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The Abominable Snowman of the Himalayas Reviews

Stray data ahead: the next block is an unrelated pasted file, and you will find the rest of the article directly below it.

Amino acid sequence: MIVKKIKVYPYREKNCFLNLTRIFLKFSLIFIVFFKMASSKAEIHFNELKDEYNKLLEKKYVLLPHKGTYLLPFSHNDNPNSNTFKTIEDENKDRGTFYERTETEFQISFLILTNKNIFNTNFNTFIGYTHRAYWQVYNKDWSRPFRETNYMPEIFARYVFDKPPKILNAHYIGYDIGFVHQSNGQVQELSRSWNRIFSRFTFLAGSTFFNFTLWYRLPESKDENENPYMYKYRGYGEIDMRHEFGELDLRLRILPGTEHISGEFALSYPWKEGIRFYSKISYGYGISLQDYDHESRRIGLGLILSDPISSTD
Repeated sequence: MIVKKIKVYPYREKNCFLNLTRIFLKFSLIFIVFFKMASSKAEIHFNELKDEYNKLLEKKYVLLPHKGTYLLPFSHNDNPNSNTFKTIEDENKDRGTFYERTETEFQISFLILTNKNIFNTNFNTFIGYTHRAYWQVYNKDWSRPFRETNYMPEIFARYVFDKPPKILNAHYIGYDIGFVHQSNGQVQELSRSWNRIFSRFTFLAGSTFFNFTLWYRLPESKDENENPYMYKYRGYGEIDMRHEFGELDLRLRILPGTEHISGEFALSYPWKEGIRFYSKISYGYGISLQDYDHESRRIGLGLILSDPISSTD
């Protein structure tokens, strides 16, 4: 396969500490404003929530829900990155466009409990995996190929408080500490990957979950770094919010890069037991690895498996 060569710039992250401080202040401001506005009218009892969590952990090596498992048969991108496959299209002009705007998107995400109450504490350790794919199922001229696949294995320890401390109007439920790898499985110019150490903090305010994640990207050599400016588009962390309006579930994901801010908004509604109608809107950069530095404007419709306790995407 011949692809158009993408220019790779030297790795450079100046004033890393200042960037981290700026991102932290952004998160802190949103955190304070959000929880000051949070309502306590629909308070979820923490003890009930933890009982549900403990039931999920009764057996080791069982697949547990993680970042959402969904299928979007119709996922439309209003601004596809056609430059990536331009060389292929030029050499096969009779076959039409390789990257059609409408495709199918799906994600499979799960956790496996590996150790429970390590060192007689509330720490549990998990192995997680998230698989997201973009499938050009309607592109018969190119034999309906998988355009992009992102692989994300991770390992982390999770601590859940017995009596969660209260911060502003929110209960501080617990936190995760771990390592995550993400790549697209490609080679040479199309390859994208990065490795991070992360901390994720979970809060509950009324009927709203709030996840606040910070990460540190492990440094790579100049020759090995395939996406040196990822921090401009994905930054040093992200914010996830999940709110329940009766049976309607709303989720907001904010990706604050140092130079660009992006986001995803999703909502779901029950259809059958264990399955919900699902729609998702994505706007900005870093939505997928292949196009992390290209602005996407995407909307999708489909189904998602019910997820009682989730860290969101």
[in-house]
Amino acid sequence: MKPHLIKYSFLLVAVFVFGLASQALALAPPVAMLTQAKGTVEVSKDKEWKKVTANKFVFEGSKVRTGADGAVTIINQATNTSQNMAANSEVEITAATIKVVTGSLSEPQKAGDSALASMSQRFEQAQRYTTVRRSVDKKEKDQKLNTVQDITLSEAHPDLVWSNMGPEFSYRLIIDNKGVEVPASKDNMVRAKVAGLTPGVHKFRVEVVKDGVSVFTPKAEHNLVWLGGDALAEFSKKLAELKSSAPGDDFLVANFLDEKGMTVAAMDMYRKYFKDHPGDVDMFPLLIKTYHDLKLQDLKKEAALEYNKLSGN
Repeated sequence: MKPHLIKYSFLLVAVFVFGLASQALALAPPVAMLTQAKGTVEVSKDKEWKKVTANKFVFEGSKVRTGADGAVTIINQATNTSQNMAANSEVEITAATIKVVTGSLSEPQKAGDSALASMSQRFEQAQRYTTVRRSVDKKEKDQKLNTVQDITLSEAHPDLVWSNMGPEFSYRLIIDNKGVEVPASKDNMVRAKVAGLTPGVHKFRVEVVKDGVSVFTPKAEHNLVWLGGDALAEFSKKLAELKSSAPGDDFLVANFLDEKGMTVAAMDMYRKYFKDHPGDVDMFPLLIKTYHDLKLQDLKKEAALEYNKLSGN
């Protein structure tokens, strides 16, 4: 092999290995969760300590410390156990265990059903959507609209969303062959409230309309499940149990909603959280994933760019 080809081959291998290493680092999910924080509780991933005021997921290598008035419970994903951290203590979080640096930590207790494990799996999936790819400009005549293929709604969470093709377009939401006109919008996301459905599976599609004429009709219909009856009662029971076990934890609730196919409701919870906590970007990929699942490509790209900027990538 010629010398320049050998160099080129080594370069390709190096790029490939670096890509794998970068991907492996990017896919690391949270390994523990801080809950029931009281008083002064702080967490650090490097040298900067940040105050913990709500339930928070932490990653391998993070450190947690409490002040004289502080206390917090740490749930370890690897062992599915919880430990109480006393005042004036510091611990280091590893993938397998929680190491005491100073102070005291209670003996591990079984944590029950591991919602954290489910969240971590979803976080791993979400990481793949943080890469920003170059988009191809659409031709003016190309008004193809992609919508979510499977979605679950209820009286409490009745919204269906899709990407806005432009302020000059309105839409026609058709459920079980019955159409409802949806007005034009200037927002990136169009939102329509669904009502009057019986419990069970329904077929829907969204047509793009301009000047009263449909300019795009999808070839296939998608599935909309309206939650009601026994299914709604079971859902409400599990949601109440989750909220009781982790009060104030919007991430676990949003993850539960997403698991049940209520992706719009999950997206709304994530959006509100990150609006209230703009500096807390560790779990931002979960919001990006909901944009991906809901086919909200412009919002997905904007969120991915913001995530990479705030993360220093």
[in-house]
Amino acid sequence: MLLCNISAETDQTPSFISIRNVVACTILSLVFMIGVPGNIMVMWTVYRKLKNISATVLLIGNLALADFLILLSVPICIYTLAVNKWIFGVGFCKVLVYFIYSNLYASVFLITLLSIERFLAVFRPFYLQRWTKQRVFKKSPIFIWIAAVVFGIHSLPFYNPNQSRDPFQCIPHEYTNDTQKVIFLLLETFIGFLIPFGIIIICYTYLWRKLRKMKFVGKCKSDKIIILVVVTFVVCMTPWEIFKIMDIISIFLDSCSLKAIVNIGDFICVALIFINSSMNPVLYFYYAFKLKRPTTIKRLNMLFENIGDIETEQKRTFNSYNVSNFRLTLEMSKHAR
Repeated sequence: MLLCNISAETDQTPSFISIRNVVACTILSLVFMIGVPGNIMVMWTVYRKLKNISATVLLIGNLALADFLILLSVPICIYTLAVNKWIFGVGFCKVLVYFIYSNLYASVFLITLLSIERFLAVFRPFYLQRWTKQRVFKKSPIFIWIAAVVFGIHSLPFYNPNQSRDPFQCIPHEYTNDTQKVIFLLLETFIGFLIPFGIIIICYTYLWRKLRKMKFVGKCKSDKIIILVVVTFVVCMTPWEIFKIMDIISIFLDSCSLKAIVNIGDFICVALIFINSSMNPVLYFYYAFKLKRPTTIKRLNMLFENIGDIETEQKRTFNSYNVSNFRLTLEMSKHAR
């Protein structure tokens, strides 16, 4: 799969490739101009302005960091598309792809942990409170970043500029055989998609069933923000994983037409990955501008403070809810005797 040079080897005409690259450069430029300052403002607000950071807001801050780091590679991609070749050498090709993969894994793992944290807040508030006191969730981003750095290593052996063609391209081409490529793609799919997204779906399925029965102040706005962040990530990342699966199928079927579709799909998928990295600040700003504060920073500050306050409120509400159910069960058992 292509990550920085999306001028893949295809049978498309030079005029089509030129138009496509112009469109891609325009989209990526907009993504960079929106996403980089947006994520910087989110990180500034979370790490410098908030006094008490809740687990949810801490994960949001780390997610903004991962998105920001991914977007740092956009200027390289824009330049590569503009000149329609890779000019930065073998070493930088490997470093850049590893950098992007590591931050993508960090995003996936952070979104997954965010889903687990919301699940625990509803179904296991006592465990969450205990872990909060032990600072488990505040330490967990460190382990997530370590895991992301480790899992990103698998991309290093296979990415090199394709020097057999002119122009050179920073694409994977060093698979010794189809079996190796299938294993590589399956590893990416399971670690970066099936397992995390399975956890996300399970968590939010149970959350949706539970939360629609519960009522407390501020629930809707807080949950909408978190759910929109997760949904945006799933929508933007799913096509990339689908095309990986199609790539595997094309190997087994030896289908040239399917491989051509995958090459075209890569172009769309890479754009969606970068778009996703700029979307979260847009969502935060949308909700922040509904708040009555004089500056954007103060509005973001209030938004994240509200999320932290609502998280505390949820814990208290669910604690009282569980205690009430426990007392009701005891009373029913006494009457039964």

Literate, thoughtful and surprisingly well-produced on its modest budget, this low-key thriller was inspired by a flurry of early '50s speculation about the existence of the legendary manlike primate called the yeti, spurred by reports from expeditions to the Himalayas, including that of Sir Edmund Hillary. Dr. John Rollason (Peter Cushing) and his wife Helen (Maureen Connell), along with their colleague Fox (Peter Wattis), are in Tibet studying medicinal plants with the help of the local lama (Arnold Marle). Rollason, an experienced climber sidelined by a serious accident, is contacted by Tom Friend (Forrest Tucker), an American adventurer who has mounted a small, well-financed expedition to find a yeti and bring it back to civilization. Aware that Rollason holds controversial theories about the man-beast, Friend persuades him to join the expedition, much against Helen's wishes. Even the normally helpful lama seems opposed to the venture, and delivers an enigmatic warning that Rollason ignores. Once in the snowy mountains, the party is beset by a series of misfortunes and the men fall prey to their own fears and insecurities as well. Scripted by respected science-fiction writer Nigel Kneale, the film features a crisp performance by the always reliable Cushing (the blustering Tucker fares rather less well) and handsome, black-and-white widescreen cinematography. The English sets are well integrated with second unit footage shot in the Pyranees mountains, which stand in admirably for the Himalayas.